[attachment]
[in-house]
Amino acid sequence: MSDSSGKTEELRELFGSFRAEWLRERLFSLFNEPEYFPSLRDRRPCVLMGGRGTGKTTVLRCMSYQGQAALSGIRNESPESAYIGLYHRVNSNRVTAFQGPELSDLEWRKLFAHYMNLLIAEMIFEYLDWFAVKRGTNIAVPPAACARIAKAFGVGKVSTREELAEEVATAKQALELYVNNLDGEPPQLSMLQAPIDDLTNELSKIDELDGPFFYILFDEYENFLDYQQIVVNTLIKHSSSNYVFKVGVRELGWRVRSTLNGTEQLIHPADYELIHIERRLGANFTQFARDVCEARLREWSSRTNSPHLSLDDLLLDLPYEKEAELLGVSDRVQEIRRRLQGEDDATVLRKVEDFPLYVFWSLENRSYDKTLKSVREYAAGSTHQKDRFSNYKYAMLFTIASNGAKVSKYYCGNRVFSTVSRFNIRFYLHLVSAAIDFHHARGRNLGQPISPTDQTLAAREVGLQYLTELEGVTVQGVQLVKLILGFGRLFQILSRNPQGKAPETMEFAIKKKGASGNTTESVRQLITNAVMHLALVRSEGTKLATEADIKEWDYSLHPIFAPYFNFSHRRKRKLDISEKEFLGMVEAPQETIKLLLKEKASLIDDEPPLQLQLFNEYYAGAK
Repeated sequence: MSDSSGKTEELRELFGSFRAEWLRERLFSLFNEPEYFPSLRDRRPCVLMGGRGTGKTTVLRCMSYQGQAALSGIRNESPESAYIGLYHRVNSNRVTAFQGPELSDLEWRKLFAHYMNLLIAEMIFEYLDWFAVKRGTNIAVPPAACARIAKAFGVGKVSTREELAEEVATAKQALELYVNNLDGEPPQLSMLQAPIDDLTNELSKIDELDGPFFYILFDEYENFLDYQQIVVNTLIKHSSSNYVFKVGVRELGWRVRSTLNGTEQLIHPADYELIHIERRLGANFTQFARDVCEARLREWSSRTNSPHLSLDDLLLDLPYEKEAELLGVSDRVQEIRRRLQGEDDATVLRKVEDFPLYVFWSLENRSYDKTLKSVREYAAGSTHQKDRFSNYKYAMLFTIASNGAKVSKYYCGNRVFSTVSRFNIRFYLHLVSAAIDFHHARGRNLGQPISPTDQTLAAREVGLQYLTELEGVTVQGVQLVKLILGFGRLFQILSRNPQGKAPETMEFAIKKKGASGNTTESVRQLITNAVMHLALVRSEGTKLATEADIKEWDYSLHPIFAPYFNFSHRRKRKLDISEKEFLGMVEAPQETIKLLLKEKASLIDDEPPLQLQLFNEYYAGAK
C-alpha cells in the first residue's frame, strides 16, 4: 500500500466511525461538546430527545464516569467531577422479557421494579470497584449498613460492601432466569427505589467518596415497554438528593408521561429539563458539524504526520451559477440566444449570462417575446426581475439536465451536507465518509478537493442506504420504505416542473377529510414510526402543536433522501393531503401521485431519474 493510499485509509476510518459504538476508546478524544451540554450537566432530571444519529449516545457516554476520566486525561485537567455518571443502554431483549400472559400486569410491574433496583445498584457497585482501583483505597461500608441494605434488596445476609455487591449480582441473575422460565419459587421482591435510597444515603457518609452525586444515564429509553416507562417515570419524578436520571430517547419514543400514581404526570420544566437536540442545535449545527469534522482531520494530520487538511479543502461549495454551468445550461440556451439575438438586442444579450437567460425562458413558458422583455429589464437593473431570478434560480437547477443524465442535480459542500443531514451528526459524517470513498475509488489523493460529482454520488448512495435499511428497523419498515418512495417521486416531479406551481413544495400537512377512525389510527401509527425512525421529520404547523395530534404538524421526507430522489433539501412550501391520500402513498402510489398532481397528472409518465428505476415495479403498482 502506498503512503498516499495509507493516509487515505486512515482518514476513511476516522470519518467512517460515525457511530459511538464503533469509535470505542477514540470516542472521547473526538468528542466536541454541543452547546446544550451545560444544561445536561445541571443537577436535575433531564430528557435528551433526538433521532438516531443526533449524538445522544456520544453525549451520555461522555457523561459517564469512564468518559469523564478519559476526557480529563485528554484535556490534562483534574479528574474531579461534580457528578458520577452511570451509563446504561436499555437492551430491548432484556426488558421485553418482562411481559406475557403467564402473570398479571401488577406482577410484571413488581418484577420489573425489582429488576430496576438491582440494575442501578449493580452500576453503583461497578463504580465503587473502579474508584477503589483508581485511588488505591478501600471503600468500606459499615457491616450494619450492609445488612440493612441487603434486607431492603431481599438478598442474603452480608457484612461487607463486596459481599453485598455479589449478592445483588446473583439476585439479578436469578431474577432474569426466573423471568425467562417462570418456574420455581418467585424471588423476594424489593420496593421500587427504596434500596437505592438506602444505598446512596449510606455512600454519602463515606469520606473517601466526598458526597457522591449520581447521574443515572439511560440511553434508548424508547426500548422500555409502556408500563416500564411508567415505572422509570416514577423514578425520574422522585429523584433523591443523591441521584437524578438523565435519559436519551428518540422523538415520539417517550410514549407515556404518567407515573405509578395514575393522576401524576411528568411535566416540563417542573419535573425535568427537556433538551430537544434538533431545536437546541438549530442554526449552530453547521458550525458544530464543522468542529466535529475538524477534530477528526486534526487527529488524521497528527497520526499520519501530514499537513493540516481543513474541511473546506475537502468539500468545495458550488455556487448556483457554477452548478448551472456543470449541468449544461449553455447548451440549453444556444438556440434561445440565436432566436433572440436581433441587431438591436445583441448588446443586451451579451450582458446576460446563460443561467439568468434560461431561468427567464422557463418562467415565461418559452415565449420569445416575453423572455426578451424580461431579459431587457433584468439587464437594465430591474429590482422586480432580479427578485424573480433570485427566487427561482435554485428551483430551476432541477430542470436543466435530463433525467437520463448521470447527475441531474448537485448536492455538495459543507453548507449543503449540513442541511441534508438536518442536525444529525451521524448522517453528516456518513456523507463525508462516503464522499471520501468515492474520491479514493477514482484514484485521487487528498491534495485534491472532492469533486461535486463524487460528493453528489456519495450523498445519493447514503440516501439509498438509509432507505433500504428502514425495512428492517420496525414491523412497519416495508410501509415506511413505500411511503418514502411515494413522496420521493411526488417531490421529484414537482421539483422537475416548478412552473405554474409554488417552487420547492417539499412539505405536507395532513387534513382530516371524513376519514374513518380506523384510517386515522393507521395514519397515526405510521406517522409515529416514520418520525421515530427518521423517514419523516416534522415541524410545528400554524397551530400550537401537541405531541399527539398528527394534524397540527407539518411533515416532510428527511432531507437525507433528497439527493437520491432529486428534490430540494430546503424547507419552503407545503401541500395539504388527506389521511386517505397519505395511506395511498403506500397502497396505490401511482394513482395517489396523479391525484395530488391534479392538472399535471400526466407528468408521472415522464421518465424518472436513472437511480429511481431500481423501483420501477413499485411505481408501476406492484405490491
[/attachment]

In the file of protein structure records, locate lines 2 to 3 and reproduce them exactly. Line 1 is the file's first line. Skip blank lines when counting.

Amino acid sequence: MSDSSGKTEELRELFGSFRAEWLRERLFSLFNEPEYFPSLRDRRPCVLMGGRGTGKTTVLRCMSYQGQAALSGIRNESPESAYIGLYHRVNSNRVTAFQGPELSDLEWRKLFAHYMNLLIAEMIFEYLDWFAVKRGTNIAVPPAACARIAKAFGVGKVSTREELAEEVATAKQALELYVNNLDGEPPQLSMLQAPIDDLTNELSKIDELDGPFFYILFDEYENFLDYQQIVVNTLIKHSSSNYVFKVGVRELGWRVRSTLNGTEQLIHPADYELIHIERRLGANFTQFARDVCEARLREWSSRTNSPHLSLDDLLLDLPYEKEAELLGVSDRVQEIRRRLQGEDDATVLRKVEDFPLYVFWSLENRSYDKTLKSVREYAAGSTHQKDRFSNYKYAMLFTIASNGAKVSKYYCGNRVFSTVSRFNIRFYLHLVSAAIDFHHARGRNLGQPISPTDQTLAAREVGLQYLTELEGVTVQGVQLVKLILGFGRLFQILSRNPQGKAPETMEFAIKKKGASGNTTESVRQLITNAVMHLALVRSEGTKLATEADIKEWDYSLHPIFAPYFNFSHRRKRKLDISEKEFLGMVEAPQETIKLLLKEKASLIDDEPPLQLQLFNEYYAGAK
Repeated sequence: MSDSSGKTEELRELFGSFRAEWLRERLFSLFNEPEYFPSLRDRRPCVLMGGRGTGKTTVLRCMSYQGQAALSGIRNESPESAYIGLYHRVNSNRVTAFQGPELSDLEWRKLFAHYMNLLIAEMIFEYLDWFAVKRGTNIAVPPAACARIAKAFGVGKVSTREELAEEVATAKQALELYVNNLDGEPPQLSMLQAPIDDLTNELSKIDELDGPFFYILFDEYENFLDYQQIVVNTLIKHSSSNYVFKVGVRELGWRVRSTLNGTEQLIHPADYELIHIERRLGANFTQFARDVCEARLREWSSRTNSPHLSLDDLLLDLPYEKEAELLGVSDRVQEIRRRLQGEDDATVLRKVEDFPLYVFWSLENRSYDKTLKSVREYAAGSTHQKDRFSNYKYAMLFTIASNGAKVSKYYCGNRVFSTVSRFNIRFYLHLVSAAIDFHHARGRNLGQPISPTDQTLAAREVGLQYLTELEGVTVQGVQLVKLILGFGRLFQILSRNPQGKAPETMEFAIKKKGASGNTTESVRQLITNAVMHLALVRSEGTKLATEADIKEWDYSLHPIFAPYFNFSHRRKRKLDISEKEFLGMVEAPQETIKLLLKEKASLIDDEPPLQLQLFNEYYAGAK